As a kid, I loved the book The Lion, The Witch and The Wardrobe. I was taken from the moment Lucy pushed through the fur coats of the wardrobe and felt the bristle of pine needles from a forest unknown brush her face. Stepping through a door into a world all my own - one of adventure, popping with magic - was a secret I wanted in on. Not knowing of any such door, I created what secret spaces I could (a library under the frame of my bed, a second on the top shelf of my closet), places requiring a flashlight, stack of fiction, and tolerance for cramped quarters.
The first week of September, Audrey and I were attending a meeting at church when she had to use the bathroom. Drying her hands, she asked, "where does that door go?" Before I could answer, she opened the closet door reflected in the bathroom mirror, a door that I must have looked at a hundred times without ever seeing. We didn't delve into the closet to explore what hid behind the hanging clothes, but as has happened countless times the past five years, I left with my eyes opened wider and my imagination tripped. The past several months have reminded me of the magic in plain sight as our family has taken on new adventures at home and an ocean away. Jason and I ventured to Rome for a belated ten-year anniversary celebration; our family ventured with some of our closest friends to Disney World; and at home, we ventured into homeschooling (more on that later). As I finally buckle down to the job of "getting back on track" (uploading pictures that date back to summer, clearing away the remnants of a recent fifth birthday celebration, and wiping down the fifth chair in the kitchen that designates Jack's new place at the dinner table), I can't help but feel the sensation of something small, yet real, prickling around me - pine needles against cheeks. I think we may have just walked through a door.
But before we address the magic of the days at hand, a quick look back to magic past:
Jack's eyes are the shade of Becoming. They are not the Ball jar blue of his siblings, reflecting the light of fireflies, making it their own. His are embers of flint, slowly burning their own fire, shape and path unknown. While the rest of us wonder who he will become, he seems to know himself just fine, speaking (or screaming) his mind and threatening to crawl at any moment. The only sure fact, as a smile sends sparks to his eyes, is that his fire is catching.
Nate still prefers to let his actions do the talking as he catapults himself from the rocking chair into his brother's crib (with Jack in the crib, usually asleep), or soothes Jack's cries by picking up a bottle (and the slack) when he notices my hands are busy, or balances said bottle on Jack's head as if it's his latest party trick. He refuses to say "please," but can be coerced into saying "ooh la la" when receiving a meal, and says "elbow" just because he can. Of course, who needs words, when plugging your fingers in your ears and laughing when your sister begins to sing gets your point across just fine.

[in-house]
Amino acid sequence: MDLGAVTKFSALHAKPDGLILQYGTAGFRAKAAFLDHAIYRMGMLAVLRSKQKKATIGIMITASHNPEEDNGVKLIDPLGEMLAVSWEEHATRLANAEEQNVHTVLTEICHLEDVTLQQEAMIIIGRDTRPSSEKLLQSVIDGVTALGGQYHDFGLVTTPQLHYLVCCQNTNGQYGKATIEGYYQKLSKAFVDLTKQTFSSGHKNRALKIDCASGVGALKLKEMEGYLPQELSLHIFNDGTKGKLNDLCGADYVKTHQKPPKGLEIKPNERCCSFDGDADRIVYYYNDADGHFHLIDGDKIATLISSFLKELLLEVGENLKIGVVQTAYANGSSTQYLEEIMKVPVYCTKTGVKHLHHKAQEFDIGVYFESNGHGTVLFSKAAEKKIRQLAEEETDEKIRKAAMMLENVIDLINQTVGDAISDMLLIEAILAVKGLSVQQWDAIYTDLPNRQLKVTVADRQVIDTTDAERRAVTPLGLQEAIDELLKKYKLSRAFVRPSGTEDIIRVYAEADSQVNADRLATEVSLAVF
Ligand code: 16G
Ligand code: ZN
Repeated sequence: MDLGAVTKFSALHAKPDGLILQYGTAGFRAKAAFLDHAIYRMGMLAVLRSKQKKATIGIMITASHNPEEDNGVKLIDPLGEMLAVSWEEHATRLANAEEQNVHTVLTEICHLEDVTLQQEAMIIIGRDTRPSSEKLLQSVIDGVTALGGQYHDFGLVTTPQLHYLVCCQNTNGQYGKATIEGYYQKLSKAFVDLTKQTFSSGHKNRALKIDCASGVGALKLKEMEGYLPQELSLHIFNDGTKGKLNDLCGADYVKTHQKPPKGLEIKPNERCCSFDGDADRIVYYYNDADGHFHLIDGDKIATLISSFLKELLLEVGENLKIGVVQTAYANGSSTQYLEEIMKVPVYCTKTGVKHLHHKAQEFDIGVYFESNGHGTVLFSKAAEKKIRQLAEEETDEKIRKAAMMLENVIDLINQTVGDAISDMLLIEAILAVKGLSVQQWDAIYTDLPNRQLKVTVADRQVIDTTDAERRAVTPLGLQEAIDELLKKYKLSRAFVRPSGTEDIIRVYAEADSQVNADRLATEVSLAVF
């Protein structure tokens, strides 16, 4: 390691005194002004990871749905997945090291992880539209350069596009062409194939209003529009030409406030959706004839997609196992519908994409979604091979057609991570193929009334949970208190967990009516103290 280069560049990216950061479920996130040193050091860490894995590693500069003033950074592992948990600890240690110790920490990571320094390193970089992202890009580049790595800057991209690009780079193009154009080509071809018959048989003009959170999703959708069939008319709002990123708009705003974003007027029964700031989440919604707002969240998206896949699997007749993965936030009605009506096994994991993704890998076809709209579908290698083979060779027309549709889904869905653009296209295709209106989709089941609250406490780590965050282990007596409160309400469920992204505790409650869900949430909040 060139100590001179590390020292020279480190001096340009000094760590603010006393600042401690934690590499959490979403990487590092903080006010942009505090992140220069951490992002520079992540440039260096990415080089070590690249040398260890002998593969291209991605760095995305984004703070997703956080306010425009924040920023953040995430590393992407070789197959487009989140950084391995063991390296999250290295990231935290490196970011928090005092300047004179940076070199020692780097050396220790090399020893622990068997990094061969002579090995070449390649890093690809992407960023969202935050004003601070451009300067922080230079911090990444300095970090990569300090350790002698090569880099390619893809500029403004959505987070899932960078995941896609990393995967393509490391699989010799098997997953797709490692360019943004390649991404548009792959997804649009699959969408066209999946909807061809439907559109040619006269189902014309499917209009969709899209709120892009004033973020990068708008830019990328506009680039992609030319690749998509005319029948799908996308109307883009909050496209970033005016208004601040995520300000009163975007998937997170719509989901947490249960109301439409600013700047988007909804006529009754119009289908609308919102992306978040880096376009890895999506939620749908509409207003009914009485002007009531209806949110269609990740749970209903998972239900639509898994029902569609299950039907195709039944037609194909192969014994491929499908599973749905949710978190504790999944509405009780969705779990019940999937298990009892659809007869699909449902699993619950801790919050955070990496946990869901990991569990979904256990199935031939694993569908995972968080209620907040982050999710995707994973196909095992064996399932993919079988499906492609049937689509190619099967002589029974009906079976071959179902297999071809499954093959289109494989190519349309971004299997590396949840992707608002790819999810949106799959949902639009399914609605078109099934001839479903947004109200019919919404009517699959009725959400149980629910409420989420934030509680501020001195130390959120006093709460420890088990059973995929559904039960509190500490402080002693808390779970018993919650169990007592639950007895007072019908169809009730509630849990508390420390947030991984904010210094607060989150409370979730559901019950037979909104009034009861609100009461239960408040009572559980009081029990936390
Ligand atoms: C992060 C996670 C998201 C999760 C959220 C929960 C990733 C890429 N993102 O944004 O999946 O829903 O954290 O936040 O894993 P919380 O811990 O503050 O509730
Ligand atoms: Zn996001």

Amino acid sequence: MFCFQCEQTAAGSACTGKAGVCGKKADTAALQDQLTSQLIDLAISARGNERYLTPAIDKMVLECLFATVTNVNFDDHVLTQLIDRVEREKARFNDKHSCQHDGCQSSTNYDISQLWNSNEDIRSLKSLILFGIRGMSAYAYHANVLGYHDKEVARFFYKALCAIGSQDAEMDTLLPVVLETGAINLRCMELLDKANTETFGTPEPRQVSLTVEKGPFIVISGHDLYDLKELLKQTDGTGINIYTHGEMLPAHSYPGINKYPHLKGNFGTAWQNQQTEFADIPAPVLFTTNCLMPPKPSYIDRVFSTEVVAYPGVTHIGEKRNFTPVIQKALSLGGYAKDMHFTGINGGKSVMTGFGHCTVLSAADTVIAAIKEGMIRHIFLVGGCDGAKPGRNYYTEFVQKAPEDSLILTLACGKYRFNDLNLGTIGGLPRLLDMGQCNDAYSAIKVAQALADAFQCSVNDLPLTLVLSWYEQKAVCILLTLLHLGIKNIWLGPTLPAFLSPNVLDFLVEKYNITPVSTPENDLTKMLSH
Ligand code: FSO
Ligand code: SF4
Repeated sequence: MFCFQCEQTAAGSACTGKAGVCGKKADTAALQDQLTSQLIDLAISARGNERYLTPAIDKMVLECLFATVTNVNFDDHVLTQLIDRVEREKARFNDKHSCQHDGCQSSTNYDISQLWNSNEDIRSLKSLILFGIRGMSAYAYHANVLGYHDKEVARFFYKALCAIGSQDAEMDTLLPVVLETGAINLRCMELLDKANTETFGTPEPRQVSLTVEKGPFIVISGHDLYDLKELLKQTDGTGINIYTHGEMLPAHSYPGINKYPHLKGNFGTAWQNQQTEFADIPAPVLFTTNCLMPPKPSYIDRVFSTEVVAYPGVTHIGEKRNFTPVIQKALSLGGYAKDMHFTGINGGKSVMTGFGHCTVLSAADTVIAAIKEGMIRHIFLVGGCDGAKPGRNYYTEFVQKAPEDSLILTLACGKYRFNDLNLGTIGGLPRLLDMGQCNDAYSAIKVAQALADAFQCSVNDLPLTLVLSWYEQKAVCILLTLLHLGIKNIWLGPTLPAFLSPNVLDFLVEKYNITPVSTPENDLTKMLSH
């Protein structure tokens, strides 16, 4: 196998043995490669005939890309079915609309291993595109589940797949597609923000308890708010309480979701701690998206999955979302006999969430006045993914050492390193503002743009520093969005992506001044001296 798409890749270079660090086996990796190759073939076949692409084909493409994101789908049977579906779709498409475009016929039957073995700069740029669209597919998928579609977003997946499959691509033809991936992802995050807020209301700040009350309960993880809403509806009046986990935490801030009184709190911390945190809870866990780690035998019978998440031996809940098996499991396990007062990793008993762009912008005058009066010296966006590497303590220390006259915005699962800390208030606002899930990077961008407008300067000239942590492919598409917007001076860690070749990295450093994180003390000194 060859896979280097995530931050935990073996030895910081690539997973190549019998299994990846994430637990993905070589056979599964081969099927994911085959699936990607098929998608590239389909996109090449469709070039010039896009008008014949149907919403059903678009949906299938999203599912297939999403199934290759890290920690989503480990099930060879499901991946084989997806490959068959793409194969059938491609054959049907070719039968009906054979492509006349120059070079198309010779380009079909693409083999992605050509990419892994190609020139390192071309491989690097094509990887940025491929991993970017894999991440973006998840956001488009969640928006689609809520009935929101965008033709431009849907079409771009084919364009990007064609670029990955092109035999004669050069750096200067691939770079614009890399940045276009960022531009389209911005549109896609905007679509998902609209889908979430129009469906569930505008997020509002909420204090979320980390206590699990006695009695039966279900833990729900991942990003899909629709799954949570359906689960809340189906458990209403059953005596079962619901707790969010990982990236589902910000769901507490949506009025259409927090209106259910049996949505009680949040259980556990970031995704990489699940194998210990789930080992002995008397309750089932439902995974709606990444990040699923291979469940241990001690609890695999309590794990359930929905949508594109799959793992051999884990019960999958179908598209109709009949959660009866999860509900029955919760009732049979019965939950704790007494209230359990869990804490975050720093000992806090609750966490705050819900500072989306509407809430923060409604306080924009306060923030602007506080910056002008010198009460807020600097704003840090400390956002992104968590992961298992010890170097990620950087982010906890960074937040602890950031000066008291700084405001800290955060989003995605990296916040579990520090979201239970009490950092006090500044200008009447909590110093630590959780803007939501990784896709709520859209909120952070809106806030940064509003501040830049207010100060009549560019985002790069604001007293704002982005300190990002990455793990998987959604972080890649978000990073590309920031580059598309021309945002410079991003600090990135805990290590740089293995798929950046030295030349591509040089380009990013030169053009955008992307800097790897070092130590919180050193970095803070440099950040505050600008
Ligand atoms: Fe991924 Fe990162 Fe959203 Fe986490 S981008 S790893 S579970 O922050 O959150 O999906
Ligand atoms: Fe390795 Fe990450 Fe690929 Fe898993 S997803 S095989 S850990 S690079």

Audrey, as always, speaks for herself.
On her mother:
"I love you so much that if I woke up and you were dead, I'd cry." Thanks, honey. That's sweet. And morbid.
One Sunday I was sick in bed with a stomach bug. Audrey brought me up a glass of water and placed it on the nightstand. I asked if she could hand it to me. "I don't know if we're allowed to drink in bed," she said with a sly smile.
On her father:
"Why are you so competitive?" she asked while trying to win an argument during an international phone call.
"I'm kind of a big deal," Jason said, attempting to keep a straight face at dinner one night.
"You're just a box with old numbers in it," said Audrey.
While at my parents' house during a visit from my little sister, Audrey informed her aunt that when she's afraid, she just puts her trust in God. Later, she asked me to push her on a decades-old swing hung from a tree branch. After checking out the rusted chains, she said, "I'm a little afraid that branch might fall down, but I'm putting my trust in God." I warned God that He'd have a real uphill battle on His hands if that branch gave way.
I was attempting to change one of the boys' diapers so we could leave to meet my sister. Audrey kept jumping in the way. "Audrey, I need you to move so we can go see Aunt Ashley. Can you choose to be crazy another day?" I asked.
"Okay," she said, "I choose tomorrow."
On her brothers:
One Friday morning, I sat Jack down in my closet to roll around while I got ready, thinking I had saved him from possible roughhousing by his siblings. Audrey, not realizing he was in there, dashed through the door looking for me, stepping on her brother's face. Jack cried, but quickly recovered. Audrey shrieked inconsolably, flailing her arms and pointing at something on the carpet. Finally, I saw the twig she was motioning to, which she had mistaken for something that had once been a part of her brother's face. (What's that you say? You don't all have random twigs hiding in your closets waiting to be mistaken for body parts?)
Nate likes to wipe up the table after he's eaten. One afternoon after lunch, I noticed a washcloth on the floor and handed it back to him. As I handed it over, I heard Audrey say "no." She was sitting to his left. I was trying to keep Nate occupied while I finished the dishes and told her it was fine. "No it's not. He threw it at me twice," she said.